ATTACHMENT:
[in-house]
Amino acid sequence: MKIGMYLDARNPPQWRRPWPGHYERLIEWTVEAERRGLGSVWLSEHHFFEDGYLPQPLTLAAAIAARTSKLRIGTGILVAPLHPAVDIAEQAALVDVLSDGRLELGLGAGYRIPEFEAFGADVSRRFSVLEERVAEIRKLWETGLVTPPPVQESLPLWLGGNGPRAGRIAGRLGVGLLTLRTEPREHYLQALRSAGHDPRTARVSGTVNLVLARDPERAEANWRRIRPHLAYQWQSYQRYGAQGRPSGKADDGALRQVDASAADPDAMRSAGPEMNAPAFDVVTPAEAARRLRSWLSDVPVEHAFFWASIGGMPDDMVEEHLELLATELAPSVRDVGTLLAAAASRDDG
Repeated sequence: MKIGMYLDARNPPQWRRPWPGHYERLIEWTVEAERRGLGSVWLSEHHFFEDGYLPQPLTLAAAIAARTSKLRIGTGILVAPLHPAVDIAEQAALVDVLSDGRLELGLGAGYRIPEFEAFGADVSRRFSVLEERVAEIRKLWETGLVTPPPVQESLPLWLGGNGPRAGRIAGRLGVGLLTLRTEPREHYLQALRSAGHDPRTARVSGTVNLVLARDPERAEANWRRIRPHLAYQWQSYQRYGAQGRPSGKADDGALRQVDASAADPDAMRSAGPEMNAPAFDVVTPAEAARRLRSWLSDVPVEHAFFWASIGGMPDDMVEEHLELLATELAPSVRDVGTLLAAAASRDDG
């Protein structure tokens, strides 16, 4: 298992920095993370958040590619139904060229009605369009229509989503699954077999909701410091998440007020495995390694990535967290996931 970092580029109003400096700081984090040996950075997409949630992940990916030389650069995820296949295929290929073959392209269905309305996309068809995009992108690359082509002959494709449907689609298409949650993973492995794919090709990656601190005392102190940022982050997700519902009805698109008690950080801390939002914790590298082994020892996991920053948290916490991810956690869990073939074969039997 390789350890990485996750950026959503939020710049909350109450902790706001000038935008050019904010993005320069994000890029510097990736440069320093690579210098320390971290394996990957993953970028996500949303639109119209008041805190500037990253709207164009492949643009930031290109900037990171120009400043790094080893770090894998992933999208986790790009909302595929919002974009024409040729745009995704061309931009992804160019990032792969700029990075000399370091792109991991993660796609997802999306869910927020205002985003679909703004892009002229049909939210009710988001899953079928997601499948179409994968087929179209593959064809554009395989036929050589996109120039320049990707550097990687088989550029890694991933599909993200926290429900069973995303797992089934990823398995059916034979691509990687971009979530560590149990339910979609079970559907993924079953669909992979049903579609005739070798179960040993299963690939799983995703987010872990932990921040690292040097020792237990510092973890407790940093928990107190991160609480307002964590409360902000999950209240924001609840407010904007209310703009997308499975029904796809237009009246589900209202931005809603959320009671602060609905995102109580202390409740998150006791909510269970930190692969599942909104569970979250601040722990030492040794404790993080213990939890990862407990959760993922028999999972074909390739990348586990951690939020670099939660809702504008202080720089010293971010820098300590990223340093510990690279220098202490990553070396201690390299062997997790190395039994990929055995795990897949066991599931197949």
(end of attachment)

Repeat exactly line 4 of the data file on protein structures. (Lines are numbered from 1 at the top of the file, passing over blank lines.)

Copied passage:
């Protein structure tokens, strides 16, 4: 298992920095993370958040590619139904060229009605369009229509989503699954077999909701410091998440007020495995390694990535967290996931 970092580029109003400096700081984090040996950075997409949630992940990916030389650069995820296949295929290929073959392209269905309305996309068809995009992108690359082509002959494709449907689609298409949650993973492995794919090709990656601190005392102190940022982050997700519902009805698109008690950080801390939002914790590298082994020892996991920053948290916490991810956690869990073939074969039997 390789350890990485996750950026959503939020710049909350109450902790706001000038935008050019904010993005320069994000890029510097990736440069320093690579210098320390971290394996990957993953970028996500949303639109119209008041805190500037990253709207164009492949643009930031290109900037990171120009400043790094080893770090894998992933999208986790790009909302595929919002974009024409040729745009995704061309931009992804160019990032792969700029990075000399370091792109991991993660796609997802999306869910927020205002985003679909703004892009002229049909939210009710988001899953079928997601499948179409994968087929179209593959064809554009395989036929050589996109120039320049990707550097990687088989550029890694991933599909993200926290429900069973995303797992089934990823398995059916034979691509990687971009979530560590149990339910979609079970559907993924079953669909992979049903579609005739070798179960040993299963690939799983995703987010872990932990921040690292040097020792237990510092973890407790940093928990107190991160609480307002964590409360902000999950209240924001609840407010904007209310703009997308499975029904796809237009009246589900209202931005809603959320009671602060609905995102109580202390409740998150006791909510269970930190692969599942909104569970979250601040722990030492040794404790993080213990939890990862407990959760993922028999999972074909390739990348586990951690939020670099939660809702504008202080720089010293971010820098300590990223340093510990690279220098202490990553070396201690390299062997997790190395039994990929055995795990897949066991599931197949």